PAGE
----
Welcome to week 10 of Creative Summer!
There is still plenty of time left in the summer to get going on your creative projects. If you’ve struggled to find time or have been distracted by other things or had the misfortune to be ill, it’s alright.
There are still plenty of summer days to fill with creative expression.
It can be hard to keep the creative fires burning for an extended period of time like a summer. Perhaps you started off strong but fell off. It’s understandable and natural. The important thing is to pick back up and go back as quickly as you can.
Or maybe you are like me and got off to a very slow start. I have been making slow improvements after getting ill in March. I push myself in an effort to regain my energy. It’s tiring and I can’t do as much as I want to.
I still don’t have the energy I used to, but it’s improved, and I have managed to build excitement for my coming creative projects.
This is an important step. Even when we aren’t able to do our creative practices and projects, we can still work on our mindset for it.
We do this by build emotional and mental energy. It’s a practice in itself. And we really need to have that energy available to us to help us make the most of our creative time.
I have talked to many people that have things they really want to do but aren’t able to do them for various reasons. Often we use excuses to cover ourselves. They are often very good excuses, very believable. Usually it’s the case that we could find the time and energy if we really wanted to. If it was important.
Of course there are situations that are just beyond our control. However, people in these situations are the ones willing to sacrifice or to do what they can to squeeze out even 5 minutes for creative time. These people I truly admire because I’m usually in the other group that makes excuses rather than get to work.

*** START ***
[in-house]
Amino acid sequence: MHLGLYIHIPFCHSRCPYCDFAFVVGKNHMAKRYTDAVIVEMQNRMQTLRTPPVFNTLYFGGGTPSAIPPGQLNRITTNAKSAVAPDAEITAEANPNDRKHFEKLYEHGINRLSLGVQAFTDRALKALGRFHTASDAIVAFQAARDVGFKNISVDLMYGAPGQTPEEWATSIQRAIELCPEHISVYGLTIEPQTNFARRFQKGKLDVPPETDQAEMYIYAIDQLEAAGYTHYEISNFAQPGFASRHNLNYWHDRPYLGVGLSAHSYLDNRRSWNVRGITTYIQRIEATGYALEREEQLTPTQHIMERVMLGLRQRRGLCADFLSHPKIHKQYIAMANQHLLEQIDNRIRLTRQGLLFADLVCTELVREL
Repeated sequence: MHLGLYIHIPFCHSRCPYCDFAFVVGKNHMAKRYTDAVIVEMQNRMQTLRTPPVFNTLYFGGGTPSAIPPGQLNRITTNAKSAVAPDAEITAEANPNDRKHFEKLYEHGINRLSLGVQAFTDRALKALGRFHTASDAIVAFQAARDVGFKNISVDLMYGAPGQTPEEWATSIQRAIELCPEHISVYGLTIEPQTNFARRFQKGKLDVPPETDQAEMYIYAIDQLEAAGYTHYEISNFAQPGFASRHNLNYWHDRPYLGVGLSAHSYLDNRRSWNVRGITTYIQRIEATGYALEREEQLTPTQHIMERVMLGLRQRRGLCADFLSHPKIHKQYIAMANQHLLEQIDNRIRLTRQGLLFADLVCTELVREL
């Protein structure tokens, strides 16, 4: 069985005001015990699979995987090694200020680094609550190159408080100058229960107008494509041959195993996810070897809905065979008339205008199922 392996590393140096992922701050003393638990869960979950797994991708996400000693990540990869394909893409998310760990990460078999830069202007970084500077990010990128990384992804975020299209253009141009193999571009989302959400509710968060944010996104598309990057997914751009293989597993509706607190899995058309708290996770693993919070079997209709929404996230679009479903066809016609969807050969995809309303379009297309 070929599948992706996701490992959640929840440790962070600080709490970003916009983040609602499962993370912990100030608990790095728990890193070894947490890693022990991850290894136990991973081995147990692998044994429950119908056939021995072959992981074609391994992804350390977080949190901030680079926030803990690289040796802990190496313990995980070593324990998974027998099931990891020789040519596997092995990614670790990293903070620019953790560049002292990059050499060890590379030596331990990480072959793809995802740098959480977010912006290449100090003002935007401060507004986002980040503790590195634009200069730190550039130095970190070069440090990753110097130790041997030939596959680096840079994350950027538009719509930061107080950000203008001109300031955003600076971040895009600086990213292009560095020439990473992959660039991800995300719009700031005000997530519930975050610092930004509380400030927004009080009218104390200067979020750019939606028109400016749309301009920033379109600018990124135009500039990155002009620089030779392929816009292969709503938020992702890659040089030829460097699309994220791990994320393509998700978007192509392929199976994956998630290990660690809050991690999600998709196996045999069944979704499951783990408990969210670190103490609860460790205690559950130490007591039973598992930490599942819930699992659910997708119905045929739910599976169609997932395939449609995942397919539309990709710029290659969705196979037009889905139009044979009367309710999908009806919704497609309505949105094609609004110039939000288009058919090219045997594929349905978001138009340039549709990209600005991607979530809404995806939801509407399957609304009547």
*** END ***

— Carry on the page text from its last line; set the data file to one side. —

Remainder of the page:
So, I use a few tools to help me and other people increase their mental and emotional energy for something they want to do. They really do help, but they are not one-time fixes. They need to be repeated to work.
Learning to build excitement is one of the best things you can do for yourself. You can use it on anything, even things you don’t want to do.
It’s really simple.
- Tell yourself you are excited
- Tell yourself you are looking forward to doing it
- Tell yourself how glad you will be to be making progress
- And think of the benefits to doing the thing
Notice I don’t focus on the outcome. That’s sets you up for disappointment. Being excited about something is not about the result, it’s about the doing. The action itself, the process. It’s much harder to be disappointed.
And I always decouple the excitement from disappointment. It can’t be avoided sometimes. But disappointment has nothing to do with the excitement you create.
Tell myself I want to do something
This is another great skill to have because it’s generally useful.
When something you have trouble motivating yourself, work on telling yourself you really want to do something. Not just once, but repeatedly.
It steadily pulls your mind in that direction. And eventually, you will believe it. Then it makes taking action far easier.
This is a new type of tool I’ve learned. Basically, you tell yourself you will do something. It might not happen right now, but in the near future.
And same as the other tools, you have to repeat it. This is really a visioning shortcut. As you say the words, you see yourself doing something. Enough times, and you will do the thing.
Give it a try. It really does work. And remember, that to keep yourself doing the thing, you have to keep repeating these words to yourself.
These three tools will work. They will help you keep yourself motivated. So keep building your emotional and mental strength as part of your Creative Summer.